There is another notion which is widespread throughout the world and Russia is no exception. Some Russians really believe that Britain provides the best education system in the world. When local British people hear this they can respond with being bemused, confused and baffled. Some think the German education system is better and that the British education system is in crisis. The British are right to feel confounded. Although the Russian education system is in crisis (due to underpaid teachers, a chronic shortage of teaching staff, corruption, cheating and the impending introduction of fees in state schools for studying many subjects), the Russian teaching of mathematics and physics is way ahead of the British and American. Russian students who enter British and American schools at 14 or 15 are shocked at how easy the mathematic equations are. For them, it is like being put back in primary school! Russian students also can receive a good grounding in Russian language, grammar and literature. In most British schools they don't even teach English Grammar and many Russian school students know more English grammar than hapless native teachers sent abroad to teach the language! So the idea that the British education is the best appears absurd if not ridiculous.
There may well be other not so explicit reasons for sending children to British Boarding schools. Parents are often so busy working that they don't have the time or feel they can devote spare time to bringing them up. In many families, both the mother and father are working. Leaving nannies or grandparents to bring up the children doesn't always work. Following a divorce, a lot of children are being being brought up by single mothers who find the task daunting. They feel that at least Boarding schools will offer some kind of alternative positive role models for children to aspire to. A lot of English literature extols the values and virtues practised at Boarding schools which are reputed to turn boys into 'ideal gentlemen'.
It is suffice to mention Thomas Hughe's novel 'Tom Brown's schooldays'(1857).
For some Russian school children, the results of being sent to Boarding schools are traumatic. In those schools they are forbidden from speaking Russian, others grow homesick and resentful of their parents. The teacher Oksana told me she had heard that one school student had experienced a nervous breakdown. Unfortunately, school children don't always have much choice in the matter. If parents say they must go, they go. In other cases, some children find the Boarding school a wonderful escape. One girl told me her friend, a Russian orphan adored her boarding school 'Dwight'. Dwight has schools in Europe and Canada and she chose Canada! Not all the stories of children being sent to Boarding schools end badly. However, are not some Russian parents being too presumptuous that some Russian schools are incapable of offering just as excellent if not better education? Over the past 20 years I have been invited to a wide range of Russian schools and have found many brilliant schools which would be the envy of Britain! For instance, I could mention the great track record of a Classical gymnasium in Prospect Mir, Moscow ,which teaches Latin, Greek and English! Its pupils often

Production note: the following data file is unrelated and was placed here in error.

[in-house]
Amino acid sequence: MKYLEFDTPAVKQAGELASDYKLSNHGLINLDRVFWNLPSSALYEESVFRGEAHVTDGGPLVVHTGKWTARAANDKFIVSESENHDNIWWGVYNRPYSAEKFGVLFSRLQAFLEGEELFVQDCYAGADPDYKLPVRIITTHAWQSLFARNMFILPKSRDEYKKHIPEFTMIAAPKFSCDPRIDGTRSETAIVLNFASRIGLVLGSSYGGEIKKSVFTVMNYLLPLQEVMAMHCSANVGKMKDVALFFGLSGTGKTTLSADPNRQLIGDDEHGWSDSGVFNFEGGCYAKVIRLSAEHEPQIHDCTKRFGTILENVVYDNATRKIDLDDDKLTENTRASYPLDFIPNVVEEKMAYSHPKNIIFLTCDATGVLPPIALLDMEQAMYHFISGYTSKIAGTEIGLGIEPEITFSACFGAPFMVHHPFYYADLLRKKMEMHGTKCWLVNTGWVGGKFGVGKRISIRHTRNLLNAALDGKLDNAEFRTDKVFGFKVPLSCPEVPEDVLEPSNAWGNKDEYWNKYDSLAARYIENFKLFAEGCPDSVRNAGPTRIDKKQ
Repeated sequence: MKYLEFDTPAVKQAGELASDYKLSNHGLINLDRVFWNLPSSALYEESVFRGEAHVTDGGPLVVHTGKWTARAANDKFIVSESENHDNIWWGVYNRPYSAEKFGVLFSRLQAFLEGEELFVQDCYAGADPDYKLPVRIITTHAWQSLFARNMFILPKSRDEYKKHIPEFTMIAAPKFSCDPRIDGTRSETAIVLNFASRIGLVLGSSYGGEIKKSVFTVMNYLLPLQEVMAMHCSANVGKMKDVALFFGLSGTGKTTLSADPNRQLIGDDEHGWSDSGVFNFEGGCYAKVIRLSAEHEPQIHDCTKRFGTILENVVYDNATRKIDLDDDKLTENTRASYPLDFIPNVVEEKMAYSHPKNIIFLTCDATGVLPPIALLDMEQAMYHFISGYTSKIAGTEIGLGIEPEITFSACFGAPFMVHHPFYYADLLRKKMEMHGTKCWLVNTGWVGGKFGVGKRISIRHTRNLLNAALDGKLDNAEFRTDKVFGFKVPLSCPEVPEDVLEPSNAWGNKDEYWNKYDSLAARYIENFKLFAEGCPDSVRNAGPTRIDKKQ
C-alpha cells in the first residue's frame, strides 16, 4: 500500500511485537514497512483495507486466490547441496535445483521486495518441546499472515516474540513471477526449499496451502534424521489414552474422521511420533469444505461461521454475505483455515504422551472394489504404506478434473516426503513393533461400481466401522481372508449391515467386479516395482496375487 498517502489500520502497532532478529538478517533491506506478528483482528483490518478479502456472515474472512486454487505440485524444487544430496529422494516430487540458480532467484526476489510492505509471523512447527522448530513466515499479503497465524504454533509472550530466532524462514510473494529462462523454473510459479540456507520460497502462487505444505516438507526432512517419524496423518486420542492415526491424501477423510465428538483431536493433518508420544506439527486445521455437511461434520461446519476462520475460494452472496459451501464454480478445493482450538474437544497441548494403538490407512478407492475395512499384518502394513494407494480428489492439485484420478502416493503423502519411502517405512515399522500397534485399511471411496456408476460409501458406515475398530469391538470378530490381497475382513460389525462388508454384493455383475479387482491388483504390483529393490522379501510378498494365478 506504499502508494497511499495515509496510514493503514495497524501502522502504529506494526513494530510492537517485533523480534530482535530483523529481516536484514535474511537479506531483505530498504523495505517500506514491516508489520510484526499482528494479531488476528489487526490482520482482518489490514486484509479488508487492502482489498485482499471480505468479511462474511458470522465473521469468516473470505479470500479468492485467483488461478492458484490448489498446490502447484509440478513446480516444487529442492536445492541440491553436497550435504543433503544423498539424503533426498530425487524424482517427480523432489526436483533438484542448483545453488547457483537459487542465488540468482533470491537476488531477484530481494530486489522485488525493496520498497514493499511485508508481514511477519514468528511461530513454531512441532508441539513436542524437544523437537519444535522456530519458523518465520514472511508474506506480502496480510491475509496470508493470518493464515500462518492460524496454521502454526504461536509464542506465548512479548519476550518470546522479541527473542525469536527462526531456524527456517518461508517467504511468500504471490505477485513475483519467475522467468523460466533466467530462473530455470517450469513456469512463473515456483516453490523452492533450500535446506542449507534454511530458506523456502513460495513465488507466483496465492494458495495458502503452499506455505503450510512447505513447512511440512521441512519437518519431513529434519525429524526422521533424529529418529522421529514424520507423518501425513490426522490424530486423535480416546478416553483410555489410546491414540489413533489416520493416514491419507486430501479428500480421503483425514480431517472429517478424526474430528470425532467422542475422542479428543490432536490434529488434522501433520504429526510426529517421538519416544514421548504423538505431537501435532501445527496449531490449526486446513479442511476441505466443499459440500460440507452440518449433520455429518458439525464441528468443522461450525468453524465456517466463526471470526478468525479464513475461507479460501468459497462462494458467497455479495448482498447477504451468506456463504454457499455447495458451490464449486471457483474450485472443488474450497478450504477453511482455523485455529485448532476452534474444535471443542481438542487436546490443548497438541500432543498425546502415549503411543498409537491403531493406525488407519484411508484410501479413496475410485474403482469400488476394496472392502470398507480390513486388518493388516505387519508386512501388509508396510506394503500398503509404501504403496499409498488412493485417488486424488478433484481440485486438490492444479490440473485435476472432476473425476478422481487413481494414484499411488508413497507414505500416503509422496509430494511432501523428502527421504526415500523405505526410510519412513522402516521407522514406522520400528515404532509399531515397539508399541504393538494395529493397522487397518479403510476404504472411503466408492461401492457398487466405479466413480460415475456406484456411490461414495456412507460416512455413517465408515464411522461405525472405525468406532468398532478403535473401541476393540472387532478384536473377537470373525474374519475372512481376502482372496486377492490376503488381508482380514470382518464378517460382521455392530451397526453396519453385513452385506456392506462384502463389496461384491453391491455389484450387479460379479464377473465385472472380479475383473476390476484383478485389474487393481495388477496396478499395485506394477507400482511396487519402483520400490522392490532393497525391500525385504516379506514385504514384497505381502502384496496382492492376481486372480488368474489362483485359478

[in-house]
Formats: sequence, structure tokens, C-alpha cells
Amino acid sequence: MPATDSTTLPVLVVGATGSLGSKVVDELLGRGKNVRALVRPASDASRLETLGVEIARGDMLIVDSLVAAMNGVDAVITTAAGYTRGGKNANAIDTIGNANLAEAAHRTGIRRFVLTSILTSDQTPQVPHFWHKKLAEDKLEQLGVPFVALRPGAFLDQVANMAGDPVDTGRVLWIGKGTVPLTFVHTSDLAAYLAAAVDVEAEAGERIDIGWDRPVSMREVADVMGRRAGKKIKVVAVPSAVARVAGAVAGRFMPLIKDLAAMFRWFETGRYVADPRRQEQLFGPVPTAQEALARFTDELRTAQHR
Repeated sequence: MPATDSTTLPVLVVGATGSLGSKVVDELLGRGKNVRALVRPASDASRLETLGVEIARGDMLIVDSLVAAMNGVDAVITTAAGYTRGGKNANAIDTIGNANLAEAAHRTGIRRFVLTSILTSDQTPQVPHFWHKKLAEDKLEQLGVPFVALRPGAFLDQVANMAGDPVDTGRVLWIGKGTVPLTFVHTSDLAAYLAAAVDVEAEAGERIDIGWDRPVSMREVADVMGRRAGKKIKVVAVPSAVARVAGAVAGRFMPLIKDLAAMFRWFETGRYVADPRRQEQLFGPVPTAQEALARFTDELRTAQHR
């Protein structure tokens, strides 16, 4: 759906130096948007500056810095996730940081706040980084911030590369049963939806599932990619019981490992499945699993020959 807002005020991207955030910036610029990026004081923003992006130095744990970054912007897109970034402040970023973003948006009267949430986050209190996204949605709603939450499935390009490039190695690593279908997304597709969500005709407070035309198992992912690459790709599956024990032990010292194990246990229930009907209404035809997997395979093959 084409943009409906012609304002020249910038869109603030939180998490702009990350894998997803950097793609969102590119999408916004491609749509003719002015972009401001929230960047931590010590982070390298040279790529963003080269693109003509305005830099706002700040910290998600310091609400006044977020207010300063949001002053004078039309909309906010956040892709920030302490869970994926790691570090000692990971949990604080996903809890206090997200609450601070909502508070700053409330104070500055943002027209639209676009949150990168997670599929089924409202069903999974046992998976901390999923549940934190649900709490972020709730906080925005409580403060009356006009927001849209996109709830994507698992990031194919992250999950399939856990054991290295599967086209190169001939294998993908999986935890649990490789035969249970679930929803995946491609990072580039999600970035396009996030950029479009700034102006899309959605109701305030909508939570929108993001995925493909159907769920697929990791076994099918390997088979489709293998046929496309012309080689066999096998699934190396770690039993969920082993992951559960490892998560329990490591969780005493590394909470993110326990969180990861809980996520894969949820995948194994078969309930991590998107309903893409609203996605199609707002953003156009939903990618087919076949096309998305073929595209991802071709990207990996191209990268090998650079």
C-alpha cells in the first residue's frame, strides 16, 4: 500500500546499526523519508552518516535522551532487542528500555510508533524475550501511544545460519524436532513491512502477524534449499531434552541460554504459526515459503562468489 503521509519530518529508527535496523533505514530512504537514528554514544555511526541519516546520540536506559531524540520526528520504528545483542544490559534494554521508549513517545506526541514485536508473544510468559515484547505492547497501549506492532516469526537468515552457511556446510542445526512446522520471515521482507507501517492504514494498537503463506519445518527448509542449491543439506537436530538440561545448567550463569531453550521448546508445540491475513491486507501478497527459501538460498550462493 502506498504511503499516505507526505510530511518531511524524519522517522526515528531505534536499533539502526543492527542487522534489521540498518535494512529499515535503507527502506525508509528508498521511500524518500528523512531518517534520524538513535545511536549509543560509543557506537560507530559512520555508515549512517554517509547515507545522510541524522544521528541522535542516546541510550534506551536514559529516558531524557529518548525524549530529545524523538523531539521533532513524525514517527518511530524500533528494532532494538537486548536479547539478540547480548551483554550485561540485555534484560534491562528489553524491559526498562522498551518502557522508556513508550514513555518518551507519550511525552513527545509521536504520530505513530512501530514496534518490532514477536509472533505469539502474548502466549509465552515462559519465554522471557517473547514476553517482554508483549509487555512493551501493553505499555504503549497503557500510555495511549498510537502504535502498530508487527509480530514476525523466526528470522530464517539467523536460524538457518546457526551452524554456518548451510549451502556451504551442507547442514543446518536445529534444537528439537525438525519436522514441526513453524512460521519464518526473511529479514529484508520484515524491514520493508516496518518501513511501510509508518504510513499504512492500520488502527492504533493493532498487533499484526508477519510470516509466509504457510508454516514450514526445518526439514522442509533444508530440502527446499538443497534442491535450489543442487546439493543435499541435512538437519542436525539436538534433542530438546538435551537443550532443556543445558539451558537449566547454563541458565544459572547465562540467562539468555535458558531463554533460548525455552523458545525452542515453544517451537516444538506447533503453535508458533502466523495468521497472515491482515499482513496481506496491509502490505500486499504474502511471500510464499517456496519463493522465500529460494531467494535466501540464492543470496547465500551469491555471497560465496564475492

enter and teach at university! That is just one of the schools. I could mention many more!
Adam Smith was on to something when he warned that boarding schools might ruin the health and happiness of your children.
No amount of knowledge can compensate for weakening what should remain strong family ties. For we are first and foremost members of families and communities not just school students. Our children are not 'advantageous investments' or 'disposable property.' In the final analysis, love and affection from families is much more important than knowledge or money.
Even the father of economics acknowledged this simple truth!